Lourdes Grobet, a photographer of Mexico’s subculture of lucha libre wrestling, died on July 15. Grobet, who was not allowed to attend professional wrestling matches in Mexico because she was a girl, later became a photographer best known for her images of the body-slamming masked luchadores, both in the ring and in their everyday lives.
In 1980 she started photographing lucha libre (“free fight”) wrestling matches, considering them an under-explored part of Indigenous Mexican culture. Grobet photographed male and female wrestlers for more than two decades, rarely depicting them without the signature lucha libre masks, which have historical links to Aztec and Mayan cultures and represent strength. As she said in 2021, “I decided that I would focus a large part of my efforts on lucha libre because here I saw what I thought was real Mexican culture.”
Artnet reviews the exhibition Women at War at Fridman Gallery, featuring works by twelve Ukrainian women artists who have lived through the current conflict and its precipitating events.
Jaguar digs into gender disparities in dance music representation in the U.K.
Charlotte Pomerantz, an author who created subversive and inventive children’s books, died at 92.
Hyperallergic highlights Leonora Carrington’s explorations of Jewish Mysticism in her designs for S. Ansky’s play The Dybbuk, currently on view at Mixografia in Los Angeles.
Artnet interviews Sophie Haydock, who brings the stories of Egon Schiele’s muses to life in her novel The Flames.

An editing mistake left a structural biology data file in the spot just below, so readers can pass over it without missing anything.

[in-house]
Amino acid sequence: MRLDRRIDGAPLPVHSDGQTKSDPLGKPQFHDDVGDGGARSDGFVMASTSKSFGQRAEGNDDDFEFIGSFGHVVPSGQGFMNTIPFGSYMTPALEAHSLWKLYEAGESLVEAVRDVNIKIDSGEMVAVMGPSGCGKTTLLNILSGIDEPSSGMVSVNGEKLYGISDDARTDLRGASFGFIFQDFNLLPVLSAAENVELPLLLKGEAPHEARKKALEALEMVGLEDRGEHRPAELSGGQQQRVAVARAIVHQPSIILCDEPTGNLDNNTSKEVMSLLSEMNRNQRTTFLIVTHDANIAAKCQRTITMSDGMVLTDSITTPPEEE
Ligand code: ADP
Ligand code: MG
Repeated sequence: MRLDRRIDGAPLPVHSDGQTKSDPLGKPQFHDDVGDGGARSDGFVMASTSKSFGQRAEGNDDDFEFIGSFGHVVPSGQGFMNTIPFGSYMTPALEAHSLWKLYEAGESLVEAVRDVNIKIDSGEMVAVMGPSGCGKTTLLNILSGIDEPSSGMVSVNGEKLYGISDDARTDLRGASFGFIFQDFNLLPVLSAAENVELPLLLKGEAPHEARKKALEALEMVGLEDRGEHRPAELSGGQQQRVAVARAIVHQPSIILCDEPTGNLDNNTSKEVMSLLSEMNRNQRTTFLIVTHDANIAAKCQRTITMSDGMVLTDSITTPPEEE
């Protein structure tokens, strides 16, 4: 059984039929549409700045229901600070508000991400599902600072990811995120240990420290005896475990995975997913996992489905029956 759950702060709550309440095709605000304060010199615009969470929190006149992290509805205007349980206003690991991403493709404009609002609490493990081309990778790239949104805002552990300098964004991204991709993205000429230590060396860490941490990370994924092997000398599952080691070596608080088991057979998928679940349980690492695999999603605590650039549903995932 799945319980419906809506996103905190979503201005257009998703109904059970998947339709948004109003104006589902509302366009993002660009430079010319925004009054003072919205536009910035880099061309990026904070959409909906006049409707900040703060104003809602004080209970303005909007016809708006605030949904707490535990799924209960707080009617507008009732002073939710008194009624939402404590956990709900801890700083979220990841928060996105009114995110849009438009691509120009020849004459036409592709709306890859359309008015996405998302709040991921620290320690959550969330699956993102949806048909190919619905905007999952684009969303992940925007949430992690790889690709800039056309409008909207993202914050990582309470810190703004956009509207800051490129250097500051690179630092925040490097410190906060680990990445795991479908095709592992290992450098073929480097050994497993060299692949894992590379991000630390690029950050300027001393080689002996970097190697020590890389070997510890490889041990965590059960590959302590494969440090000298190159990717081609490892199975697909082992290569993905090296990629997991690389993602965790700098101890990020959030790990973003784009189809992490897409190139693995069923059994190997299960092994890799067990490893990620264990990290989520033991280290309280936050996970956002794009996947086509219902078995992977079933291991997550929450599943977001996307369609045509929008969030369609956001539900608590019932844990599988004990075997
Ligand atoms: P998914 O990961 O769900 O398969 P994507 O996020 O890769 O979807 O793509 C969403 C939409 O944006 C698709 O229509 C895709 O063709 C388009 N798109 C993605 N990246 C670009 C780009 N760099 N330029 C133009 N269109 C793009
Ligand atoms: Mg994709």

Fotografe! Women photographers: Alinari Archives to Contemporary Perspectives, on view in Florence, uncovers female photographers from the city’s historic Alinari Archive.
Artsy reviews Clare Rojas’s L.A. exhibition The Magic of It All, which brings together the full range of the painter’s recent work—from narrative and figurative canvases to floating abstractions.
55 Walker presents the works of artist Sonia Gechtoff, who was part of the Abstract Expressionist movement in the Bay Area between the late 1940s and late ’50s.
Artnet talks to Ghanaian Curator Nana Oforiatta Ayim about deconstructing the colonial idea of a museum as a “universal,” monolithic institution.
The New Yorker argues that Elaine Kraf’s 1979 novel The Princess of 72nd Street deserves wider recognition.
Shows We Want to See
Faith Ringgold: American People is on view at the de Young Museum in San Francisco. Featuring works from across Ringgold’s best-known series, this exhibition tracks the development of her figurative style as it evolved to meet the urgency of political and social change. On view through November 27, 2022.
The Georgia Museum of Art has opened Kristin Leachman: Longleaf Lines. Longleaf Lines represents the second part of Leachman’s “Fifty Forests” project, which she began in 2010 to document self-organizing patterns in trees. By recording trees’ structural integrity and biological resilience, Leachman explores the intersection of painting and the natural world. On view through February 5, 2023.